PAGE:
The space for Wi-Fi routers is a hotly-contested one, meaning if you aren't a fan of what the Linksys AX1800 brings to the table, you have plenty of other options to choose from — one of which is the Nest Wifi. It costs about the same with a retail price of $169 and delivers 2200 sq ft of coverage with download speeds up to 2.2Gbps. Both of those numbers are higher than what's advertised for the AX1800, but keep in mind that Nest Wifi is based on Wi-Fi 5 and not Wi-Fi 6. You can add additional coverage with Nest Wifi points (more affordable range extenders), and everything is managed seamlessly via the Google Home app.
Another great pick is the Eero 6, which is Eero's take on a capable and affordable Wi-Fi 6 router. Speeds are considerably slower with Eero advertising download speeds up to just 500Mbps, but there are some nice perks of going with Eero in spite of that. You can often buy the Eero 6 and one extender for just $159, giving you up to 3,000 sq ft of coverage and making it a solid choice if you live in a large house. The Eero 6 also doubles as a Zigbee smart home hub and can support up to 75 devices at once.
TP-Link also has you covered with the AX3000 Smart WiFi Router. You can pick it up for $149, and at that price, you're getting quite a lot. Highlights include max download speeds up to 3Gbps thanks to Wi-Fi 6 support, the ability to connect 40+ devices, parental controls, and more. There's no mesh offering with the AX3000, but if all you need is a standalone router, it packs a big punch.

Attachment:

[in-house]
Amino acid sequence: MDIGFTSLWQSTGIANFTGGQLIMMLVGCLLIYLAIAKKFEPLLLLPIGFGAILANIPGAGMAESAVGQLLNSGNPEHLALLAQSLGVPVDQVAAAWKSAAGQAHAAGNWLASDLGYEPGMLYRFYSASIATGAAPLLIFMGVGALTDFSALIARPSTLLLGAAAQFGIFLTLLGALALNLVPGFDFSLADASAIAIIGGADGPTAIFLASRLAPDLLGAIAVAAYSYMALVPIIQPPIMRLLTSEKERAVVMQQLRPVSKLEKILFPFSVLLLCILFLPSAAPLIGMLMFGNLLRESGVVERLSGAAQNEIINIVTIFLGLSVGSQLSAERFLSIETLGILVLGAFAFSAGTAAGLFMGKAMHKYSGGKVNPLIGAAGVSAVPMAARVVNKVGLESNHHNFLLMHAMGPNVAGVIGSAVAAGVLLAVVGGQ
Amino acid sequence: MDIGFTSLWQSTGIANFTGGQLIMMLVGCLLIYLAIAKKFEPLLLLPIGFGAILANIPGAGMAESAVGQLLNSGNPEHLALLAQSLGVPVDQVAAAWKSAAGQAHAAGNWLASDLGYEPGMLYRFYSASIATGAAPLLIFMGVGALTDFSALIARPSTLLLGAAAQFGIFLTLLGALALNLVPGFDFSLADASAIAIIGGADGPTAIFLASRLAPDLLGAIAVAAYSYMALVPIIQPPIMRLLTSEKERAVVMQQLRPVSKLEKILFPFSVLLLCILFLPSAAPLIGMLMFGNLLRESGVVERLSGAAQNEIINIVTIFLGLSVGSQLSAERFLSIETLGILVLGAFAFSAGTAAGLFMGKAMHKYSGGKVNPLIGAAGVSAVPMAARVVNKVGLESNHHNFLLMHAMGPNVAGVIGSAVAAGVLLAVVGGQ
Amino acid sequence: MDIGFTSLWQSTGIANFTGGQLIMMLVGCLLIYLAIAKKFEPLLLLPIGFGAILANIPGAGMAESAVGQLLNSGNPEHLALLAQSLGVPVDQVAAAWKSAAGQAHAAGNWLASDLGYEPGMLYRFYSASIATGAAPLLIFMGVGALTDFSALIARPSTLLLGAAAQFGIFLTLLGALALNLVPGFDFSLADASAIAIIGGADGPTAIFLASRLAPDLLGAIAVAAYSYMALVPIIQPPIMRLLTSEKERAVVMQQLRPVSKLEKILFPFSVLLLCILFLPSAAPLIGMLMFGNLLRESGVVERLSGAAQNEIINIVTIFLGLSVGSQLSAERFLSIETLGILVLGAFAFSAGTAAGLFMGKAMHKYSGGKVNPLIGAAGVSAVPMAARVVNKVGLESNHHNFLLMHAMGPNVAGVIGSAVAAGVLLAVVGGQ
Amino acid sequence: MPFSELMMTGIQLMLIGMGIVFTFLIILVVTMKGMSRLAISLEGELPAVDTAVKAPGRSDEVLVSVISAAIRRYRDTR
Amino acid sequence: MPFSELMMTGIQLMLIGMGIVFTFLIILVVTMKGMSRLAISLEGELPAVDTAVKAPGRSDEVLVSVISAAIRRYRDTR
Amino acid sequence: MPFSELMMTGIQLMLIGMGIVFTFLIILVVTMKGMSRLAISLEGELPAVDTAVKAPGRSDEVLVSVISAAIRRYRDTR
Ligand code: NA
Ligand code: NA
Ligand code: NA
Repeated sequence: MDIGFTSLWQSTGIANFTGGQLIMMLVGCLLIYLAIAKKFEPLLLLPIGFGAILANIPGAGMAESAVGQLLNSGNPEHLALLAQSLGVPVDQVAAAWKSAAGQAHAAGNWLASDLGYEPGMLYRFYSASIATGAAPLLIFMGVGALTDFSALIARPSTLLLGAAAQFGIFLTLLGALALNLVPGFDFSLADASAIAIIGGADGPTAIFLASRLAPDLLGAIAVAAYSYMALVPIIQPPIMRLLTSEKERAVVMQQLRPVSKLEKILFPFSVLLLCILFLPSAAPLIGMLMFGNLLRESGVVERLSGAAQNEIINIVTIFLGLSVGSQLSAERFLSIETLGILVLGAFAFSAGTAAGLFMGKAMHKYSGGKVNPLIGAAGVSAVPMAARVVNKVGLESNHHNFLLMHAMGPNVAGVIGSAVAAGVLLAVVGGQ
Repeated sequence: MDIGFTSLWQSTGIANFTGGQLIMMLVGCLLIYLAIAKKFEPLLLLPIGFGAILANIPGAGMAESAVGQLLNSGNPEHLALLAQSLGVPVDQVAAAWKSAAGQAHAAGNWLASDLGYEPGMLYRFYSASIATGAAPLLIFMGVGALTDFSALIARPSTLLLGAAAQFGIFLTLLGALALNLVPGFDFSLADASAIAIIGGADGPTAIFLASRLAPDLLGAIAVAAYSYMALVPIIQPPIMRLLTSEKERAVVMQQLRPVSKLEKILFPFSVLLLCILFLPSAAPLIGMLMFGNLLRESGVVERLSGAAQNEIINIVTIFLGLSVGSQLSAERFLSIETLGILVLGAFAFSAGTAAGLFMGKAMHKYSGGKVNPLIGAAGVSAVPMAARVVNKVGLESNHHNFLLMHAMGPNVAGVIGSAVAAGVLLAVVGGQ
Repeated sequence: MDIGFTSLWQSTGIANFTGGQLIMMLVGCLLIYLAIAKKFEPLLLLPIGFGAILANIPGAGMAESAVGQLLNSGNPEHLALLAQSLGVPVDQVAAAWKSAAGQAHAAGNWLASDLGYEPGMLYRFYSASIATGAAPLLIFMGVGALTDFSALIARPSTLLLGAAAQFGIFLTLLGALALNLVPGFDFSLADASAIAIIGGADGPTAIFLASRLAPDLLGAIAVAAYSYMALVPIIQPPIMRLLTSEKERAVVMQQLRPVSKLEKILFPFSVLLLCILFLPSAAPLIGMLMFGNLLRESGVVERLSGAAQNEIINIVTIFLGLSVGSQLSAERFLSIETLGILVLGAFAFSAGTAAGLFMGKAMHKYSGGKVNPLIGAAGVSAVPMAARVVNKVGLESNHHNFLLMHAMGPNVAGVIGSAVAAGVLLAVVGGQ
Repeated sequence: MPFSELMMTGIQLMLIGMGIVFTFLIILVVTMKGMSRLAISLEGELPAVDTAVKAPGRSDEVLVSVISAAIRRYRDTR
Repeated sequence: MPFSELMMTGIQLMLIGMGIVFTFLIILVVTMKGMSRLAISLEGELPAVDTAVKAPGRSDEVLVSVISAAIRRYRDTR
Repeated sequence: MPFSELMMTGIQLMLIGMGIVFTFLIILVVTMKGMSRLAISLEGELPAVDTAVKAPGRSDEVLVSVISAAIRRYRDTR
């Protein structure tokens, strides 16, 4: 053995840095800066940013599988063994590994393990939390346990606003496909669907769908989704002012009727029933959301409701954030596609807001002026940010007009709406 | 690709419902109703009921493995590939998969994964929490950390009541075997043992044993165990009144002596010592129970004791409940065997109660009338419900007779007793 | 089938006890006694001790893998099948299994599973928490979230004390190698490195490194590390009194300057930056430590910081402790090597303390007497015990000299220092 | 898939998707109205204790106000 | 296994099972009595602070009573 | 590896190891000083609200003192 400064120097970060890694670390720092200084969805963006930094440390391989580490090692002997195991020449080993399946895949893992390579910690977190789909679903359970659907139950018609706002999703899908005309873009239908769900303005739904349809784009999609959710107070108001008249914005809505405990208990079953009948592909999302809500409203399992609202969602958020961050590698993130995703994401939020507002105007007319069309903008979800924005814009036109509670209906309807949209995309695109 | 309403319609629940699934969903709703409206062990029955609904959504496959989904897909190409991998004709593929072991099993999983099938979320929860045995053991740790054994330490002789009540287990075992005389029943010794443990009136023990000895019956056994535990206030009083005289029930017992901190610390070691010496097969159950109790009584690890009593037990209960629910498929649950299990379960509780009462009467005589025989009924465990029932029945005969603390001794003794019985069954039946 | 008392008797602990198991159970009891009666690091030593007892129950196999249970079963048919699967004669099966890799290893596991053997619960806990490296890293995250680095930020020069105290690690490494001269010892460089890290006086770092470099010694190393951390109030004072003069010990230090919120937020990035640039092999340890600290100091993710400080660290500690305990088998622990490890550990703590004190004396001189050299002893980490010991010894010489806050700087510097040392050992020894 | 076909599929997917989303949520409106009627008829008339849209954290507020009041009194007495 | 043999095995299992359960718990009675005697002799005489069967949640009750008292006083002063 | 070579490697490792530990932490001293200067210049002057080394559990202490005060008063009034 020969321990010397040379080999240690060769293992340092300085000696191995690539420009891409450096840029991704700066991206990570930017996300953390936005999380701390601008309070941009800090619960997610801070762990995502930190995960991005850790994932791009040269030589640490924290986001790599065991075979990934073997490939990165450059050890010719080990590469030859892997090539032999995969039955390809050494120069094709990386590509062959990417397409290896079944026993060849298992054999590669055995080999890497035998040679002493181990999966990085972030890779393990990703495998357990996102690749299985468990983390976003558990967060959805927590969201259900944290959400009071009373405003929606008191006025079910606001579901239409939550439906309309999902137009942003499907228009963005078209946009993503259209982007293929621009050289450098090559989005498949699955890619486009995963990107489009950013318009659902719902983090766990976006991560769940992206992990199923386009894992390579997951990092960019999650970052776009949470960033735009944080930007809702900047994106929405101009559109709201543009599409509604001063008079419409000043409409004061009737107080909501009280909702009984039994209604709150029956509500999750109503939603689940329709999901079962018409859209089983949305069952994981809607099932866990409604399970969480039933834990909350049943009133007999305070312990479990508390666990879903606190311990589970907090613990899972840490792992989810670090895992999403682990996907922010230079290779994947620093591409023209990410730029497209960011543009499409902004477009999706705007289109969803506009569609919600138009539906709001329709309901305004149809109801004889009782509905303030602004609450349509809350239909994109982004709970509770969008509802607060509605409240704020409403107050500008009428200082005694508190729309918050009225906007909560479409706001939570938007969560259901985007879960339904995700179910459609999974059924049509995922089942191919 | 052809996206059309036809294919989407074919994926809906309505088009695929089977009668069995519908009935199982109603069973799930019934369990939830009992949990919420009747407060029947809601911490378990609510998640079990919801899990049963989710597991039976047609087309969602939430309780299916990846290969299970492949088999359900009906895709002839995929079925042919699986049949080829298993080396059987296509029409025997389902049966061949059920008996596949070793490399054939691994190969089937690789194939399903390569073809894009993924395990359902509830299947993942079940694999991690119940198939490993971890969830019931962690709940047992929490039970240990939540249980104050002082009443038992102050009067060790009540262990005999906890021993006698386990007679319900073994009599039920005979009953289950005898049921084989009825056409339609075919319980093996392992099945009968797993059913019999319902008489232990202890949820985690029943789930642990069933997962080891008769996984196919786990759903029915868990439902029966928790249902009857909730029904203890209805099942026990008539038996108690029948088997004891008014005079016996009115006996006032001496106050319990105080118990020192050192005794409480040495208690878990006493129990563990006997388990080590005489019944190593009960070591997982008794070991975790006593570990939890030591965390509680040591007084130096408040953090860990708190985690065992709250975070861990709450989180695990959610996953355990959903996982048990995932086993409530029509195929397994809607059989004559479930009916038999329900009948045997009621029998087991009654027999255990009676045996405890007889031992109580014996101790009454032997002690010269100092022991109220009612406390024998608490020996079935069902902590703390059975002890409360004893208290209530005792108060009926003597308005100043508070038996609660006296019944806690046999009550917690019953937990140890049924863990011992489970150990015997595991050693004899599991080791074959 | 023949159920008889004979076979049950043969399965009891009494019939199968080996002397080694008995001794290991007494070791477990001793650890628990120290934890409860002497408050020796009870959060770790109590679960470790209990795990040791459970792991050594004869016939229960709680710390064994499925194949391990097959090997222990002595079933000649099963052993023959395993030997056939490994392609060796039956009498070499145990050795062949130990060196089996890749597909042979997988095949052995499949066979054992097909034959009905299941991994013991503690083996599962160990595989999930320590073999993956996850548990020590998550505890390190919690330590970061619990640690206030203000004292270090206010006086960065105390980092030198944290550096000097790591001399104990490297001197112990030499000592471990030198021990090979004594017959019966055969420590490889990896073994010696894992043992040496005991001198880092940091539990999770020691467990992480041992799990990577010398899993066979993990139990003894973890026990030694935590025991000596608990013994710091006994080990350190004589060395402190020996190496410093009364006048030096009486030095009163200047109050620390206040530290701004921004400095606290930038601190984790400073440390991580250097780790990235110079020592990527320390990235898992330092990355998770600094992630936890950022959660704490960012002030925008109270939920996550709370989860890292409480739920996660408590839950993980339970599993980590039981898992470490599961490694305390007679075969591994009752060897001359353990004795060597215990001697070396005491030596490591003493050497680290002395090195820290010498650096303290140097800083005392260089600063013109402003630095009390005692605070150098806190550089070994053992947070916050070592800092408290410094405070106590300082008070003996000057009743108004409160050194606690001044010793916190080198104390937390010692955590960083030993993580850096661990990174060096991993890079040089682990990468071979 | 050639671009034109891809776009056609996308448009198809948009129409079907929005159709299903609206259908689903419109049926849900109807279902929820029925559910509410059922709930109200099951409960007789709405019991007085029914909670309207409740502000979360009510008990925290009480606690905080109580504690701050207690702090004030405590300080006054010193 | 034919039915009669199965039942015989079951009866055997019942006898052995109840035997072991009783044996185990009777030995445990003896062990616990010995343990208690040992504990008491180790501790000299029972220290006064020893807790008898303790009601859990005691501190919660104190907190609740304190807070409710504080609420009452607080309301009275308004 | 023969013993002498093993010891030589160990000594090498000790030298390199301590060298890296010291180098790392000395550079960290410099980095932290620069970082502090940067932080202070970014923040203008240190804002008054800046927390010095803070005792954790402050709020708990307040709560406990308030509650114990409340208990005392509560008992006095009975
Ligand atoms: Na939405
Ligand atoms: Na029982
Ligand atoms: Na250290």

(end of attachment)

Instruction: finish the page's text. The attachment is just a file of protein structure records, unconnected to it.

Linksys AX1800 Should you buy it?
You should buy this if ...
- You're in the market for a Wi-Fi 6 router on the cheap
- You want something that's easy to set up and use
- You want the option to start a mesh network at any time
- You need parental controls
You should not buy this if ...
- You want a router with a clean or flashy design
4.5 out of 5
Even though I said Wi-Fi routers aren't exciting at the top of this review, I somehow still managed to write well over 2000 words about one. Oops.
Exciting or not, there's no denying that the Linksys AX1800 is a pretty fantastic all-around package. It delivers fast and reliable speeds, good coverage, an excellent mobile app, and one of the most robust mesh systems on the market. You get all of that for just $149, which is a stupendous price to pay considering everything that's on offer.
I wish the differentiation between the 2.4Ghz and 5Ghz bands was more straightforward, but outside of that, there's not much else to really complain about. The AX1800 has had to put up with a lot over the past few months, and time and time again, it's up for the challenge. Add in the option to expand your system at any time with the robust mesh feature, and there's not a whole lot to dislike here.
Dammnit. Maybe routers are exciting.
Joe Maring was a Senior Editor for Android Central between 2017 and 2021. You can reach him on Twitter at @JoeMaring1.